They may be known as “nature’s candy,” but dentists say raisins are not much different from traditional candy when it comes to kids’ teeth. In fact, chips and popcorn make a better snack.
“Chips don’t have natural sugar in them, they have to be converted to sugar, so from a tooth decay standpoint, raisins would be more detrimental,” says Dr. Larry Levin, president of the Canadian Dental Association.
Dried fruit, like raisins, is very sticky and as such, has a better chance of finding its way into the little spaces between the teeth and gums, and is less likely to be naturally washed away by saliva. But it’s not just the dried variety that could spell trouble.
“Even fresh fruit can be problematic,” Levin says. “It’s softer [than dried fruit] and is more likely to be washed away by the normal action of the tongue, lips and saliva, but if you’re doing anything in a regular manner — if you love mangoes and eat them all day — that’ll produce a problem for you.”
That’s because while the sugars in fruit are natural, they still act the same way on teeth as the sugars added to sweets.
“Plaque has a bacterial coating on its surface and that bacteria uses sugar to produce an acid that causes cavities,” he explains.
Acidic fruits can also pose a problem when consumed in excess, because the acidic environment they produce in the mouth can dissolve some of the enamel off the surface of teeth. And while saliva can act as a natural buffer to help neutralize the acid, if you consume a lot of citrus (like sipping lemon water all day), your saliva won’t be able to keep up.
In particular, parents should avoid giving kids anything sticky and that contains sugar to snack on, which includes any variety of dried fruit (including items like fruit roll-ups), pressed nut bars that contain chocolate and sweetened items, and candy.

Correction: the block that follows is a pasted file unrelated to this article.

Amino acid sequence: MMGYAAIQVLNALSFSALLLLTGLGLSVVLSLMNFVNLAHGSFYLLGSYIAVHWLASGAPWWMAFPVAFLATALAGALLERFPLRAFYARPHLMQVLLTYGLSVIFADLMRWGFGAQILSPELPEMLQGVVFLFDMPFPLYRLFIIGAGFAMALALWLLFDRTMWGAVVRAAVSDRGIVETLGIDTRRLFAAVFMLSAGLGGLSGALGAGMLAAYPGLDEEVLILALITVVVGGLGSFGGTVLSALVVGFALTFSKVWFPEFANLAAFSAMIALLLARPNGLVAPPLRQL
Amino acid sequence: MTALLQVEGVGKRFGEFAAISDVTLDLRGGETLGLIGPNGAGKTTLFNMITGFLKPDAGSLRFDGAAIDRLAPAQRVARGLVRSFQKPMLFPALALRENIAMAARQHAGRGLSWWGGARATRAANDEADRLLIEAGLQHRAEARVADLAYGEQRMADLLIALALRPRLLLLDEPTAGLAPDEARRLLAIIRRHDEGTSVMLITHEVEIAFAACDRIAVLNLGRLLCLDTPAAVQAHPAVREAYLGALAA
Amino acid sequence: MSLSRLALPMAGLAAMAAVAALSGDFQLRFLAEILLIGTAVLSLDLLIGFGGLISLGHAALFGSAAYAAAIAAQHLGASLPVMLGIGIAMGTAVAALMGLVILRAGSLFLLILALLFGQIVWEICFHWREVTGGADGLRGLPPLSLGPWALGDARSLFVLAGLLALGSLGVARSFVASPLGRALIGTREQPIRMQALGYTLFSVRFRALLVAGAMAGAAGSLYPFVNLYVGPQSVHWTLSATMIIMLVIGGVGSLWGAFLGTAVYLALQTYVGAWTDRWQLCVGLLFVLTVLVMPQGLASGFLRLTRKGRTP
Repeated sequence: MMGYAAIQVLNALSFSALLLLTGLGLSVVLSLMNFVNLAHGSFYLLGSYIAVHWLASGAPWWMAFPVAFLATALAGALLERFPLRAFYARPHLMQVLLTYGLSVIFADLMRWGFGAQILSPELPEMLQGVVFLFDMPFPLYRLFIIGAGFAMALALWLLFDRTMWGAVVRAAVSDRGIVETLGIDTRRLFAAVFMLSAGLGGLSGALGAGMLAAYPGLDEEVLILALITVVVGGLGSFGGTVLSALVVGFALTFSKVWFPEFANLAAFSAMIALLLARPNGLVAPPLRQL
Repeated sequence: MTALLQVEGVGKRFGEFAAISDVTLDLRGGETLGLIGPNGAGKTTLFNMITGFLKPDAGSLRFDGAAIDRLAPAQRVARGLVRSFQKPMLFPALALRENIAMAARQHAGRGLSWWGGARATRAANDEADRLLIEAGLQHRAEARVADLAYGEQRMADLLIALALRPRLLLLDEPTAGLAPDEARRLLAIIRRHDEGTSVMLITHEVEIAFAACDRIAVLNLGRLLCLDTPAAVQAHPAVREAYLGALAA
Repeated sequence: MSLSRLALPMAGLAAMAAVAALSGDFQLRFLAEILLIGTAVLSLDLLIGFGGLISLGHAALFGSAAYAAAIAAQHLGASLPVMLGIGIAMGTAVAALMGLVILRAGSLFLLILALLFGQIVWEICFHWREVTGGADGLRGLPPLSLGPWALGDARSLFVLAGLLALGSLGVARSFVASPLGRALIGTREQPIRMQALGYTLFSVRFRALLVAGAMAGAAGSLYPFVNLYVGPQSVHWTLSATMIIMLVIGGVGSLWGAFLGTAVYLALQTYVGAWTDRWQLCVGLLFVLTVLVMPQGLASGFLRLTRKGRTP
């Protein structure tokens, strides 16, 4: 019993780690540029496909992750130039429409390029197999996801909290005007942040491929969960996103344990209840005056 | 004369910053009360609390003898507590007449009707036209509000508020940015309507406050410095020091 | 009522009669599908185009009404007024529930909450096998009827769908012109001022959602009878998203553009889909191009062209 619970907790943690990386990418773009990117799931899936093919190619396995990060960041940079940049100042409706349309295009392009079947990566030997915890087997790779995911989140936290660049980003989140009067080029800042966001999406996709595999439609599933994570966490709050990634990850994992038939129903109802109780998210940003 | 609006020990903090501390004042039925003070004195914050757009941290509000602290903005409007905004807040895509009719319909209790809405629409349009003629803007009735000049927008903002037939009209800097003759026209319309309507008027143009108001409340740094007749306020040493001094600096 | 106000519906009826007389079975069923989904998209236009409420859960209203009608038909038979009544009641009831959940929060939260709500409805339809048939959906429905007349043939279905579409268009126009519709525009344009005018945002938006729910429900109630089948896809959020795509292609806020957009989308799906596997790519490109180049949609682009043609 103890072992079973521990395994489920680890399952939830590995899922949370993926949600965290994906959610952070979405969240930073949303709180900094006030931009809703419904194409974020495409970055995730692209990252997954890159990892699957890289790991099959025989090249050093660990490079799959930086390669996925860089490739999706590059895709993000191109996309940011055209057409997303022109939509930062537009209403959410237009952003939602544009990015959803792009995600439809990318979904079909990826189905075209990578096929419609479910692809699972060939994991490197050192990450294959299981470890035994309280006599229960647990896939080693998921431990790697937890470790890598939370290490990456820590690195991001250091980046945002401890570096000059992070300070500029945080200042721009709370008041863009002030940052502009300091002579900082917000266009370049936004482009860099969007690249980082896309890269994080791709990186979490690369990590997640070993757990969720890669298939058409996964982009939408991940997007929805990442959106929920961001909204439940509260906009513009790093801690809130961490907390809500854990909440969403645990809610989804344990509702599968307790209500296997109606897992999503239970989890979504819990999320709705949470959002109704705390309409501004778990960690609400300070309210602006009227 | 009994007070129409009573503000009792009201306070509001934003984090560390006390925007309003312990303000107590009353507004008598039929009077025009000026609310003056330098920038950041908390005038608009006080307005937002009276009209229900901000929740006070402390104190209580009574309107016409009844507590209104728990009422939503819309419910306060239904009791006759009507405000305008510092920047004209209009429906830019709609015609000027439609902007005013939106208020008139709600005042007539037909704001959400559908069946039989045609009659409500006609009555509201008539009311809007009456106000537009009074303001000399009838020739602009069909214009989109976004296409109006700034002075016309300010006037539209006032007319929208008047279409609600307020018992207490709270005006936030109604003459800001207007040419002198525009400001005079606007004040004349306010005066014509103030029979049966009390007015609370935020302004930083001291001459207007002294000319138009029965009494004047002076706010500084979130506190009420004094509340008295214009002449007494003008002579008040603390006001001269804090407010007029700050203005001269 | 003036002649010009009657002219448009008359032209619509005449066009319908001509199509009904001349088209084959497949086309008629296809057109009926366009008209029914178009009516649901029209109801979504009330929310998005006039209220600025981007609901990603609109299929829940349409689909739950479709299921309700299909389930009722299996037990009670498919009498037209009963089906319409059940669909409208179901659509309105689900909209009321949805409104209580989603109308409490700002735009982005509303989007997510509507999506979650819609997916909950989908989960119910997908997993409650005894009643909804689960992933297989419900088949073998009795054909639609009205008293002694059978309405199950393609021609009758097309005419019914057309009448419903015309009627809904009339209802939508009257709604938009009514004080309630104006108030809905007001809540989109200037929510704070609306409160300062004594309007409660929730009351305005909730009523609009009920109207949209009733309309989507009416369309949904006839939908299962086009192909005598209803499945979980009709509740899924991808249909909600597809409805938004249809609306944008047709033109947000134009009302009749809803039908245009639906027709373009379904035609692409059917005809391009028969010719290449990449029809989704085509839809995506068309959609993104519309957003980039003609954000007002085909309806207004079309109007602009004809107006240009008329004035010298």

“The stickier and more adherent the material is, the bigger the problem, especially because kids are reluctant [or simply cannot] brush and floss after lunch. If you’re at home and you’re supervising your kids, making sure that they clean their teeth after they eat, then none of the foods are a problem,” Levin says.
Unlike in the U.K., where tooth extractions of preschool children have increased by 24 per cent in the last 10 years, there hasn’t necessarily been an upswing in the reports of tooth decay in children in Canada, which Levin largely attributes to the addition of fluoride to the drinking water in some municipalities. But he does say that parents are now strongly encouraged to take their kids to the dentist from the time their first tooth comes in.
“It’s important to start the process of check-ups early, and to learn the best techniques to help take care of little kids’ teeth, so they can grow into adults with no cavities.”